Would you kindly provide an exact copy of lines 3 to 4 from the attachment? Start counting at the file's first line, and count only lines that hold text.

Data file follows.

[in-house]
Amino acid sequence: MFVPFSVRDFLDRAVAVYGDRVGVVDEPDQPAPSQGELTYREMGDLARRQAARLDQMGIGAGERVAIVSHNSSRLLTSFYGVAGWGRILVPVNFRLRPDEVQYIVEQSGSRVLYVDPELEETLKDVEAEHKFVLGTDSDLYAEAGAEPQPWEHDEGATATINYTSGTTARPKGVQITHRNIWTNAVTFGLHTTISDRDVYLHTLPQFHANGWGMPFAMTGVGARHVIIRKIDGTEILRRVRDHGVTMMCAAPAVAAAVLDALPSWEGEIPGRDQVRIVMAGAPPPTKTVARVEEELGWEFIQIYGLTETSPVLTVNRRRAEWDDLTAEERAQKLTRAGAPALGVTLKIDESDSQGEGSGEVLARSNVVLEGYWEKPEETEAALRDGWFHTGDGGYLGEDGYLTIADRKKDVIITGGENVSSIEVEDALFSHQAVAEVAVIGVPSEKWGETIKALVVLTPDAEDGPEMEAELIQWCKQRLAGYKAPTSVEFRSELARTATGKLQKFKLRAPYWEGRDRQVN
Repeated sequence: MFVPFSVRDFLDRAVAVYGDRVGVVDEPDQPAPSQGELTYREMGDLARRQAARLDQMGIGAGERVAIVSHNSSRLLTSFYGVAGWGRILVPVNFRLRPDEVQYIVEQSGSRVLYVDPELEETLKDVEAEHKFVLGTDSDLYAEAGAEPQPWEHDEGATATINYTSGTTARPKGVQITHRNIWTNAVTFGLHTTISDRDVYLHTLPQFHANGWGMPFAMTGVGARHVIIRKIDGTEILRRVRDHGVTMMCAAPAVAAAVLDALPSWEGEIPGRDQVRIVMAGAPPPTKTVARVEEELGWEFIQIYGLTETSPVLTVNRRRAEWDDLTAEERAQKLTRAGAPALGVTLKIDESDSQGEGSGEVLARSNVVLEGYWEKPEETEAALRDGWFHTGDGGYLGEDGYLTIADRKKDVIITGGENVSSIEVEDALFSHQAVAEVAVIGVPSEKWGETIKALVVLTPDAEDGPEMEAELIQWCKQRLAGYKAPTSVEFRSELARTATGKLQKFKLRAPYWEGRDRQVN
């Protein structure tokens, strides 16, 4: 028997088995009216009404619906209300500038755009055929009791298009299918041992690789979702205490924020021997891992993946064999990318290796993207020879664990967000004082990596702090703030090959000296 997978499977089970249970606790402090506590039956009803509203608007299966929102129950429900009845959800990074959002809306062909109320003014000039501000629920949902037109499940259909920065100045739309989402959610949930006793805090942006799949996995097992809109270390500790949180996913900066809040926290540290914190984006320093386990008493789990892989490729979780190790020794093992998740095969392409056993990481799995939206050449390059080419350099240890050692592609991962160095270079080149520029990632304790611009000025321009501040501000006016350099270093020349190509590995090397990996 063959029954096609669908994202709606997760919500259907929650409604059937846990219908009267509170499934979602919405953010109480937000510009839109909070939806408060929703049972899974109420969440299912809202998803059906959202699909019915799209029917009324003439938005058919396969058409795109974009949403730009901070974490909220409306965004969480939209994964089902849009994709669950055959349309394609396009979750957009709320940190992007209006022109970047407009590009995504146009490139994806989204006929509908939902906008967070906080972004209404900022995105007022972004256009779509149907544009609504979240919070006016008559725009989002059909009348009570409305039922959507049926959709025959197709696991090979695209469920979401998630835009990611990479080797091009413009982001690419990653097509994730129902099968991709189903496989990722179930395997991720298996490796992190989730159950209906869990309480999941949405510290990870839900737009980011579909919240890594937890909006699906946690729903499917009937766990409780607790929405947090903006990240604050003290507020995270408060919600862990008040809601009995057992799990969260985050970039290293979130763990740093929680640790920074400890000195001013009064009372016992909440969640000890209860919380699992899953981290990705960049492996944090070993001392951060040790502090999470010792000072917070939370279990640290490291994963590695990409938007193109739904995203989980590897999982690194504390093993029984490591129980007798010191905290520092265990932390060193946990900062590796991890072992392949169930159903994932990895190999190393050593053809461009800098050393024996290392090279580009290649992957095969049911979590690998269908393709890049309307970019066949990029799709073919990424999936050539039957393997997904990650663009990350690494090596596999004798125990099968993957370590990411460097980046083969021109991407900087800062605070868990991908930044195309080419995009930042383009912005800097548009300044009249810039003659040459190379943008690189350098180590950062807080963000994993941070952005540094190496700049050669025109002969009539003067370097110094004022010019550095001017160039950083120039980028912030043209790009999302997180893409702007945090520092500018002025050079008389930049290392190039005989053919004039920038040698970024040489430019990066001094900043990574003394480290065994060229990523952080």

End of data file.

Repeated sequence: MFVPFSVRDFLDRAVAVYGDRVGVVDEPDQPAPSQGELTYREMGDLARRQAARLDQMGIGAGERVAIVSHNSSRLLTSFYGVAGWGRILVPVNFRLRPDEVQYIVEQSGSRVLYVDPELEETLKDVEAEHKFVLGTDSDLYAEAGAEPQPWEHDEGATATINYTSGTTARPKGVQITHRNIWTNAVTFGLHTTISDRDVYLHTLPQFHANGWGMPFAMTGVGARHVIIRKIDGTEILRRVRDHGVTMMCAAPAVAAAVLDALPSWEGEIPGRDQVRIVMAGAPPPTKTVARVEEELGWEFIQIYGLTETSPVLTVNRRRAEWDDLTAEERAQKLTRAGAPALGVTLKIDESDSQGEGSGEVLARSNVVLEGYWEKPEETEAALRDGWFHTGDGGYLGEDGYLTIADRKKDVIITGGENVSSIEVEDALFSHQAVAEVAVIGVPSEKWGETIKALVVLTPDAEDGPEMEAELIQWCKQRLAGYKAPTSVEFRSELARTATGKLQKFKLRAPYWEGRDRQVN
């Protein structure tokens, strides 16, 4: 028997088995009216009404619906209300500038755009055929009791298009299918041992690789979702205490924020021997891992993946064999990318290796993207020879664990967000004082990596702090703030090959000296 997978499977089970249970606790402090506590039956009803509203608007299966929102129950429900009845959800990074959002809306062909109320003014000039501000629920949902037109499940259909920065100045739309989402959610949930006793805090942006799949996995097992809109270390500790949180996913900066809040926290540290914190984006320093386990008493789990892989490729979780190790020794093992998740095969392409056993990481799995939206050449390059080419350099240890050692592609991962160095270079080149520029990632304790611009000025321009501040501000006016350099270093020349190509590995090397990996 063959029954096609669908994202709606997760919500259907929650409604059937846990219908009267509170499934979602919405953010109480937000510009839109909070939806408060929703049972899974109420969440299912809202998803059906959202699909019915799209029917009324003439938005058919396969058409795109974009949403730009901070974490909220409306965004969480939209994964089902849009994709669950055959349309394609396009979750957009709320940190992007209006022109970047407009590009995504146009490139994806989204006929509908939902906008967070906080972004209404900022995105007022972004256009779509149907544009609504979240919070006016008559725009989002059909009348009570409305039922959507049926959709025959197709696991090979695209469920979401998630835009990611990479080797091009413009982001690419990653097509994730129902099968991709189903496989990722179930395997991720298996490796992190989730159950209906869990309480999941949405510290990870839900737009980011579909919240890594937890909006699906946690729903499917009937766990409780607790929405947090903006990240604050003290507020995270408060919600862990008040809601009995057992799990969260985050970039290293979130763990740093929680640790920074400890000195001013009064009372016992909440969640000890209860919380699992899953981290990705960049492996944090070993001392951060040790502090999470010792000072917070939370279990640290490291994963590695990409938007193109739904995203989980590897999982690194504390093993029984490591129980007798010191905290520092265990932390060193946990900062590796991890072992392949169930159903994932990895190999190393050593053809461009800098050393024996290392090279580009290649992957095969049911979590690998269908393709890049309307970019066949990029799709073919990424999936050539039957393997997904990650663009990350690494090596596999004798125990099968993957370590990411460097980046083969021109991407900087800062605070868990991908930044195309080419995009930042383009912005800097548009300044009249810039003659040459190379943008690189350098180590950062807080963000994993941070952005540094190496700049050669025109002969009539003067370097110094004022010019550095001017160039950083120039980028912030043209790009999302997180893409702007945090520092500018002025050079008389930049290392190039005989053919004039920038040698970024040489430019990066001094900043990574003394480290065994060229990523952080």